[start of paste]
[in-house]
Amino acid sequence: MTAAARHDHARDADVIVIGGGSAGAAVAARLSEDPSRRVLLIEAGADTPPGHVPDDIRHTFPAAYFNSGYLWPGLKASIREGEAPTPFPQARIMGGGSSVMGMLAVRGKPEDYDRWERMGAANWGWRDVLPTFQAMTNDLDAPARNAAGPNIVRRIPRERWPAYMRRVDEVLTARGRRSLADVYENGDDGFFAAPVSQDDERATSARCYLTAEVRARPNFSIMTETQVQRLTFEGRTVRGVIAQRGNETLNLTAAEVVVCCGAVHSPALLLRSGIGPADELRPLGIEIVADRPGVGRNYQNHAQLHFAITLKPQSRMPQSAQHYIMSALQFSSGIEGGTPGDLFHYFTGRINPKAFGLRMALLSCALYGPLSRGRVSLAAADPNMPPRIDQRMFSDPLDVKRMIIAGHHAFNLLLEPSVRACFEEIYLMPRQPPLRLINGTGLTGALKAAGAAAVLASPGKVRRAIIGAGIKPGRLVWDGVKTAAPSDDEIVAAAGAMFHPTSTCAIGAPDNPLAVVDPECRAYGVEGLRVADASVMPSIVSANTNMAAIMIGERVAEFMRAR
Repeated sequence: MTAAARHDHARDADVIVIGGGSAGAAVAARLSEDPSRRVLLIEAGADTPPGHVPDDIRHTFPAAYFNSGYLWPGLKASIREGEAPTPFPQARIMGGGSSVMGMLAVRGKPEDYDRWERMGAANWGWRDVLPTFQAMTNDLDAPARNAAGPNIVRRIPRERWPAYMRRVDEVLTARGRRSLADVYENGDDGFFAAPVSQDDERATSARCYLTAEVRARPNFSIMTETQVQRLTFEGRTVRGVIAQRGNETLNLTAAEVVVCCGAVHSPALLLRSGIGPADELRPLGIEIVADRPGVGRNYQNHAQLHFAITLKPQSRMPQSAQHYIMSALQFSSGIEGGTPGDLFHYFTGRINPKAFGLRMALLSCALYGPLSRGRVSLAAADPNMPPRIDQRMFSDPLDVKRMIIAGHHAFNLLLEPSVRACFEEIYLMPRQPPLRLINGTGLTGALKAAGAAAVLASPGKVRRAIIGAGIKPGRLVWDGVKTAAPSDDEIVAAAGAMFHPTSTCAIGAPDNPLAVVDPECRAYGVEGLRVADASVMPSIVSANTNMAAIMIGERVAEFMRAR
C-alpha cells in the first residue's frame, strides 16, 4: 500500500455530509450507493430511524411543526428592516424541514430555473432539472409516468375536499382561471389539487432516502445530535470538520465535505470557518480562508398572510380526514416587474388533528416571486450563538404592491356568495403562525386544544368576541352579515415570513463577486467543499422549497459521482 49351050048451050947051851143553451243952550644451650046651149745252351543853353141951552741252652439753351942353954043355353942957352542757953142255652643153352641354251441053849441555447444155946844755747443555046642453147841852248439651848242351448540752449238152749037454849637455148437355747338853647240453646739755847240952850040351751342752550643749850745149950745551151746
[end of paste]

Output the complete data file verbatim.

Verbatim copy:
[in-house]
Amino acid sequence: MTAAARHDHARDADVIVIGGGSAGAAVAARLSEDPSRRVLLIEAGADTPPGHVPDDIRHTFPAAYFNSGYLWPGLKASIREGEAPTPFPQARIMGGGSSVMGMLAVRGKPEDYDRWERMGAANWGWRDVLPTFQAMTNDLDAPARNAAGPNIVRRIPRERWPAYMRRVDEVLTARGRRSLADVYENGDDGFFAAPVSQDDERATSARCYLTAEVRARPNFSIMTETQVQRLTFEGRTVRGVIAQRGNETLNLTAAEVVVCCGAVHSPALLLRSGIGPADELRPLGIEIVADRPGVGRNYQNHAQLHFAITLKPQSRMPQSAQHYIMSALQFSSGIEGGTPGDLFHYFTGRINPKAFGLRMALLSCALYGPLSRGRVSLAAADPNMPPRIDQRMFSDPLDVKRMIIAGHHAFNLLLEPSVRACFEEIYLMPRQPPLRLINGTGLTGALKAAGAAAVLASPGKVRRAIIGAGIKPGRLVWDGVKTAAPSDDEIVAAAGAMFHPTSTCAIGAPDNPLAVVDPECRAYGVEGLRVADASVMPSIVSANTNMAAIMIGERVAEFMRAR
Repeated sequence: MTAAARHDHARDADVIVIGGGSAGAAVAARLSEDPSRRVLLIEAGADTPPGHVPDDIRHTFPAAYFNSGYLWPGLKASIREGEAPTPFPQARIMGGGSSVMGMLAVRGKPEDYDRWERMGAANWGWRDVLPTFQAMTNDLDAPARNAAGPNIVRRIPRERWPAYMRRVDEVLTARGRRSLADVYENGDDGFFAAPVSQDDERATSARCYLTAEVRARPNFSIMTETQVQRLTFEGRTVRGVIAQRGNETLNLTAAEVVVCCGAVHSPALLLRSGIGPADELRPLGIEIVADRPGVGRNYQNHAQLHFAITLKPQSRMPQSAQHYIMSALQFSSGIEGGTPGDLFHYFTGRINPKAFGLRMALLSCALYGPLSRGRVSLAAADPNMPPRIDQRMFSDPLDVKRMIIAGHHAFNLLLEPSVRACFEEIYLMPRQPPLRLINGTGLTGALKAAGAAAVLASPGKVRRAIIGAGIKPGRLVWDGVKTAAPSDDEIVAAAGAMFHPTSTCAIGAPDNPLAVVDPECRAYGVEGLRVADASVMPSIVSANTNMAAIMIGERVAEFMRAR
C-alpha cells in the first residue's frame, strides 16, 4: 500500500455530509450507493430511524411543526428592516424541514430555473432539472409516468375536499382561471389539487432516502445530535470538520465535505470557518480562508398572510380526514416587474388533528416571486450563538404592491356568495403562525386544544368576541352579515415570513463577486467543499422549497459521482 49351050048451050947051851143553451243952550644451650046651149745252351543853353141951552741252652439753351942353954043355353942957352542757953142255652643153352641354251441053849441555447444155946844755747443555046642453147841852248439651848242351448540752449238152749037454849637455148437355747338853647240453646739755847240952850040351751342752550643749850745149950745551151746